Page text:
Fluorescent Bulbs

I have to echo this post from Glen Reynolds about fluorescent replacement bulbs for the home.  If you have not bought any in the last two years, they have come a long, long way.  They are much cheaper - home depot was running a screaming deal on multi-packs here this weekend.  The buzzing fluorescent sound is gone.  And the ones at Home Depot came in a range of three color temperatures - from warm white, which comes close to matching the light color and temperature of incandescent bulbs, to bright white and daylight.  The latter have a brighter, cooler (blue-er) light that you might more closely associate with fluorescent.  I use the warm ones indoors and the cooler white ones outdoors.  I can barely tell the difference even for bare bulbs in my ceiling cans between the newer warm fluorescent and the older incandescents.  And if the bulb is in a lamp under a shade, I really can't tell the difference.

These are a total no-brainer.  They pay for themselves in longer life alone, and the 70-80% energy savings comes on top of that.  Highly recommended.


  1. Bill:

    One problem not yet resolved with the Home Depot compact fluorescents is the lack of uniformity in the color temperature, and significant differences in light output as the lamp ages.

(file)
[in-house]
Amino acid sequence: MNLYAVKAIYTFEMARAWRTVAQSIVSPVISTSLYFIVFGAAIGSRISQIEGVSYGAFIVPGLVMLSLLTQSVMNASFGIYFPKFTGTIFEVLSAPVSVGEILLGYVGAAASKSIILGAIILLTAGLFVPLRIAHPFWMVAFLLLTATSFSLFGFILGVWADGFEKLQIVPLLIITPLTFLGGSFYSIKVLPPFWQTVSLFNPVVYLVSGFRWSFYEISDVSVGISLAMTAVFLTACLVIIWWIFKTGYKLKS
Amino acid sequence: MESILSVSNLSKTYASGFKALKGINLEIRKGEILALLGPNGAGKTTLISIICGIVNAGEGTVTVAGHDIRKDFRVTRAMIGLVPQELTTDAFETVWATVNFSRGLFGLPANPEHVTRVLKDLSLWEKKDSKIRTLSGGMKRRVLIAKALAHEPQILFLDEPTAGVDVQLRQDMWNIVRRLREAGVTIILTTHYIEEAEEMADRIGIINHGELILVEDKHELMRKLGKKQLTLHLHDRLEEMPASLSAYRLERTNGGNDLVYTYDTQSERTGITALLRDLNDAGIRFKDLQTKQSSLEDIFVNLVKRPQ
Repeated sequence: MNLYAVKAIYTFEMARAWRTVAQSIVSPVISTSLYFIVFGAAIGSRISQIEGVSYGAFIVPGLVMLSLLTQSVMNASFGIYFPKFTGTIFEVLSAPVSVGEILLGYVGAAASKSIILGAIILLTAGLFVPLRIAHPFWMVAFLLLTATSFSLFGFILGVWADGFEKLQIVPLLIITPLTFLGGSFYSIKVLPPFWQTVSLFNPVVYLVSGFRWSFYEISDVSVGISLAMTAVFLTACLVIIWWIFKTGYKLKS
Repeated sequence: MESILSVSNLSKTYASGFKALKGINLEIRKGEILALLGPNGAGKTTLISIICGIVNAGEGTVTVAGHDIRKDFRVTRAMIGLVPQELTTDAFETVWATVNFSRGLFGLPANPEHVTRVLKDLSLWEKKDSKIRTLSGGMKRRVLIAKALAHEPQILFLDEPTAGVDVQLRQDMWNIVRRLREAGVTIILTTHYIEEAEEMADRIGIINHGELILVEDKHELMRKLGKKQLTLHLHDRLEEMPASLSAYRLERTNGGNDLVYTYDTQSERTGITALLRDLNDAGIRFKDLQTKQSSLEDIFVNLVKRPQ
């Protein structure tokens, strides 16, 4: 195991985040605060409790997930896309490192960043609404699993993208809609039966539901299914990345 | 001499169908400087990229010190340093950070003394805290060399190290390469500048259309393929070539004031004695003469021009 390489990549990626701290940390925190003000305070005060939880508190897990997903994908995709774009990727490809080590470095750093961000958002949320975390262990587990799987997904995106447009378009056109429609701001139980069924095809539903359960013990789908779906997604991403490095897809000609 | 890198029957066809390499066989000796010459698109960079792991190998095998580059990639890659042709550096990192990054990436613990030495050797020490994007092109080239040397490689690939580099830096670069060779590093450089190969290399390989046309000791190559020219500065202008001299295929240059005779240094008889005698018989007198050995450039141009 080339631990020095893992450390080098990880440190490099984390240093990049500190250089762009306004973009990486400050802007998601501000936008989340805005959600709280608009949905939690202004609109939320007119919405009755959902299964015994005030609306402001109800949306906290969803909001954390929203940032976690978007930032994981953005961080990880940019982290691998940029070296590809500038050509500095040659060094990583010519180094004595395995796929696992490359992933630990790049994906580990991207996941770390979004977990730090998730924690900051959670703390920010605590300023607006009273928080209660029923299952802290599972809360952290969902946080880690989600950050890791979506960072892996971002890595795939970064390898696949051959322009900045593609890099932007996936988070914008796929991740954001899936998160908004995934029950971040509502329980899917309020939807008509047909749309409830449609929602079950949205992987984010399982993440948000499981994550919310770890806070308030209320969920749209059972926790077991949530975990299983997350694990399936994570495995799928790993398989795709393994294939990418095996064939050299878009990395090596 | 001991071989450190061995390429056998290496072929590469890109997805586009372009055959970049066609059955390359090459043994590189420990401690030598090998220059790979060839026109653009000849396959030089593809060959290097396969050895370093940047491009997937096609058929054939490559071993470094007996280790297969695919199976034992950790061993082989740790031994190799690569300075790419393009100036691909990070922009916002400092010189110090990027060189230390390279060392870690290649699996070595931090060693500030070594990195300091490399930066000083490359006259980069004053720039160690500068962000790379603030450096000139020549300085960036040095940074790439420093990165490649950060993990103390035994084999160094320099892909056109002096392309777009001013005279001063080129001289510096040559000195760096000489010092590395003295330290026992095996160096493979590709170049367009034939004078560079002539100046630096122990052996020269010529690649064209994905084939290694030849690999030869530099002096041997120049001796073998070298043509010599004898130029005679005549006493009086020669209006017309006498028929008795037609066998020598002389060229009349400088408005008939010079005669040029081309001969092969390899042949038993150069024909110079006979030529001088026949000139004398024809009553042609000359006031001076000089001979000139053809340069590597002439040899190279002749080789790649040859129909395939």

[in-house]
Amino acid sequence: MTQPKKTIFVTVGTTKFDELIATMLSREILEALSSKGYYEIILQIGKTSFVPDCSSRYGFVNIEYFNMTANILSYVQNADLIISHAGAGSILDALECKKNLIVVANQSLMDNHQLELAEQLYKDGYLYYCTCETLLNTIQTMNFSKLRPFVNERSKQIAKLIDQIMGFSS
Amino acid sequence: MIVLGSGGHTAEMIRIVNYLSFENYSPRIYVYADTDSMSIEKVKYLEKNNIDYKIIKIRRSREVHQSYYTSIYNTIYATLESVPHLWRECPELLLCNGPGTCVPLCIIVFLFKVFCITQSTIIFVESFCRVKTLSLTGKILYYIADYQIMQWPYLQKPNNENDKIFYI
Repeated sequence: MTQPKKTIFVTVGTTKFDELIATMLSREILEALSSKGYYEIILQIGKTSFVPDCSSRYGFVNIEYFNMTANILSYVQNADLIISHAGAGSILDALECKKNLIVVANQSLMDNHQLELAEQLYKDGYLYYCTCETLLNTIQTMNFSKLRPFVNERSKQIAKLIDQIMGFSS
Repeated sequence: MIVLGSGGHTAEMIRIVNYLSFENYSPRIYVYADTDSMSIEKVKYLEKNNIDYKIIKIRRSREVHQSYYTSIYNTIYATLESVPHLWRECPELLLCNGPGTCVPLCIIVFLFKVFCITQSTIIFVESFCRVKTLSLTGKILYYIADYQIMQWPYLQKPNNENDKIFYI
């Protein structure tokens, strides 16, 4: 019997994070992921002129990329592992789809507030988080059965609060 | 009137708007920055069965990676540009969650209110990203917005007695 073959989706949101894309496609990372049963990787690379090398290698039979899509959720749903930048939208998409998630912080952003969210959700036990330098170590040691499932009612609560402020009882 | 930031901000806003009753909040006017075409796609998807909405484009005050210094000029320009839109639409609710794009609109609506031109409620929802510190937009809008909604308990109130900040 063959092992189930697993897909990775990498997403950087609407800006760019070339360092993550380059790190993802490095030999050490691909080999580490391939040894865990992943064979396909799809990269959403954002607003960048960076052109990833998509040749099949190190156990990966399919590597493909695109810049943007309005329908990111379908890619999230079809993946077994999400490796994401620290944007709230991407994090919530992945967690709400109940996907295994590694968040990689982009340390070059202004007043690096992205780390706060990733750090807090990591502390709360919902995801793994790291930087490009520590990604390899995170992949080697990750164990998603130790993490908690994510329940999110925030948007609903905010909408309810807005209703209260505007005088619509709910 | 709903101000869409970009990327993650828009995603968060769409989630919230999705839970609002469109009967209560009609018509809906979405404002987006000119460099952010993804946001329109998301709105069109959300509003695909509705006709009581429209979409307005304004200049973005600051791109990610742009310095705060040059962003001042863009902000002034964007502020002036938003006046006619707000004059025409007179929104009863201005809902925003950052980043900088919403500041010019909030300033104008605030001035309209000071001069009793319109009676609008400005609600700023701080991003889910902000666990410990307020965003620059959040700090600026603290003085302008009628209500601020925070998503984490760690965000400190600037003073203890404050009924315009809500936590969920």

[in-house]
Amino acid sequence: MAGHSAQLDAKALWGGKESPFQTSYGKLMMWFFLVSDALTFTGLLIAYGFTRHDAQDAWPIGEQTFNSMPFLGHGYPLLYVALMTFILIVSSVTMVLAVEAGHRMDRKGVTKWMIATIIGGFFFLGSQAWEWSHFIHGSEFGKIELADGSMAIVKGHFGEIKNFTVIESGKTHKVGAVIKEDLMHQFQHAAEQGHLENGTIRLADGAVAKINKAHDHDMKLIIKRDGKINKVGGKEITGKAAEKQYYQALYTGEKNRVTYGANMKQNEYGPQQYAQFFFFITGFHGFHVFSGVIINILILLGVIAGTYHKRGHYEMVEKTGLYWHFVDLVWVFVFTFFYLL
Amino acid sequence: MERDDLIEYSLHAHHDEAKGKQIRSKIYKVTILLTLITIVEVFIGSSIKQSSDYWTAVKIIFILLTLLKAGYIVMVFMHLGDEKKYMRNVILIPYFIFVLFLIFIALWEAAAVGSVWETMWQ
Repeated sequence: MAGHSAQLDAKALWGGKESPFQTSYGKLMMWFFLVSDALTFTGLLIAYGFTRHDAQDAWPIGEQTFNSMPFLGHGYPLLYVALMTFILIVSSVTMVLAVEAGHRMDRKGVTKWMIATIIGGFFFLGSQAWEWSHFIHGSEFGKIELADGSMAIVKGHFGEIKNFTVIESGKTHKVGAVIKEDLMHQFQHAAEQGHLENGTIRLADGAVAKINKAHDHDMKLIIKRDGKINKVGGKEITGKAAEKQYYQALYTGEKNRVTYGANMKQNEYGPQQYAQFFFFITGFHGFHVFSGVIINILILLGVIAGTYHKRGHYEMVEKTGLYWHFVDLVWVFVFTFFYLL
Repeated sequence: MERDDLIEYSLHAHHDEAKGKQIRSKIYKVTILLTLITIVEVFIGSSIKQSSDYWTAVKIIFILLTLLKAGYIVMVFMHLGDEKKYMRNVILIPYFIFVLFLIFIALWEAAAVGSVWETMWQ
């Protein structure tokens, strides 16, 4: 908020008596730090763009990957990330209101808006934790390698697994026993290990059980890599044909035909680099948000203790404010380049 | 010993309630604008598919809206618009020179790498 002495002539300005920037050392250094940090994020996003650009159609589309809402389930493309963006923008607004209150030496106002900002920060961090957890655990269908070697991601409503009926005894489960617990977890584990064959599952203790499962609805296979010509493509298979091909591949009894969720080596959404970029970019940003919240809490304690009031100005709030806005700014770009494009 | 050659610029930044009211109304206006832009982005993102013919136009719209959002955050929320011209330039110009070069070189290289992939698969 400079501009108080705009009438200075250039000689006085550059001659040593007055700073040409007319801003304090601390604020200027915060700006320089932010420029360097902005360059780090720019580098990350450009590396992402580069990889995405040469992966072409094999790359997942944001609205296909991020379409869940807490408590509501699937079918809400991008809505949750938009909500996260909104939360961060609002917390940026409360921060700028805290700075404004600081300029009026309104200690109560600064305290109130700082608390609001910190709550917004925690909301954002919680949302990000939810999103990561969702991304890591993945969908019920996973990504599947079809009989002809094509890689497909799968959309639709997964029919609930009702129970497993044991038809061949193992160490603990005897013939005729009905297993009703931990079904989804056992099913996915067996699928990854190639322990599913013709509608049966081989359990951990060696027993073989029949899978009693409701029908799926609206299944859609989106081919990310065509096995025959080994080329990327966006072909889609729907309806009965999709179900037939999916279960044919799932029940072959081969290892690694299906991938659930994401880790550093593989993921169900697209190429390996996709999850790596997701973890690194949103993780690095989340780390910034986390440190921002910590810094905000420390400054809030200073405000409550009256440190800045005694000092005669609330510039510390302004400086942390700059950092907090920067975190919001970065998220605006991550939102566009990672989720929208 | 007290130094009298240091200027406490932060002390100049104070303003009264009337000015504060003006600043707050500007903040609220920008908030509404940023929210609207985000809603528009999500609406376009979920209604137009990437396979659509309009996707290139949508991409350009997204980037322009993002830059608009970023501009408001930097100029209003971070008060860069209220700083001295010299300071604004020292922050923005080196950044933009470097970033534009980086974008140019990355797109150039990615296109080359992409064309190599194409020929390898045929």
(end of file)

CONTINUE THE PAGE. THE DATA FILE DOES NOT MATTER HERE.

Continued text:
Most annoying when you get identical lamps (say on either side of a sofa) in a room with light walls and you get radically different color temperatures. I've found this often with fluorescents from the same batch.

    This is not an inherent problem with the technology, but poor quality control. As you would expect, most of the lamps available at retail are imported.

    I actually don't think these are the final answer...LEDs can be even more efficient, and manufacturing costs are coming down rapidly.

  2. Ryan Cupples:

    Fluorescent lights still bother my eyes, but I'm sensitive to CRT monitors running at 100hz. They have improved significantly, however.

  3. Larry Knerr:

    My personal experience is that they aren't as bright as they say, cost over five times as much, and maybe last a little bit longer on average (you may do better if you live in an area with less fluctuation in your electricity). If I want energy savings through less electricity -> less light, I'll just put in a lower-wattage incandescent.

  4. Morgan:

    Ryan, sorry you've been having troubles, but your experience appears to be exemplary. I replaced 100 Watt incandescent bulbs with 11 Watt compact fluorescents from Ikea and they produce a highly comparable level of illumination. I would estimate that the CF bulbs are 5% dimmer, but for me it's a no-brainer, considering they use 89% less energy. I replaced the kitchen lights in a friend's apartment with the 11 Watt CFs, and nobody who lived there noticed until I told them I had done so.

  5. U R DUMB:

    Light bulbs are shiny and attract moths. YAY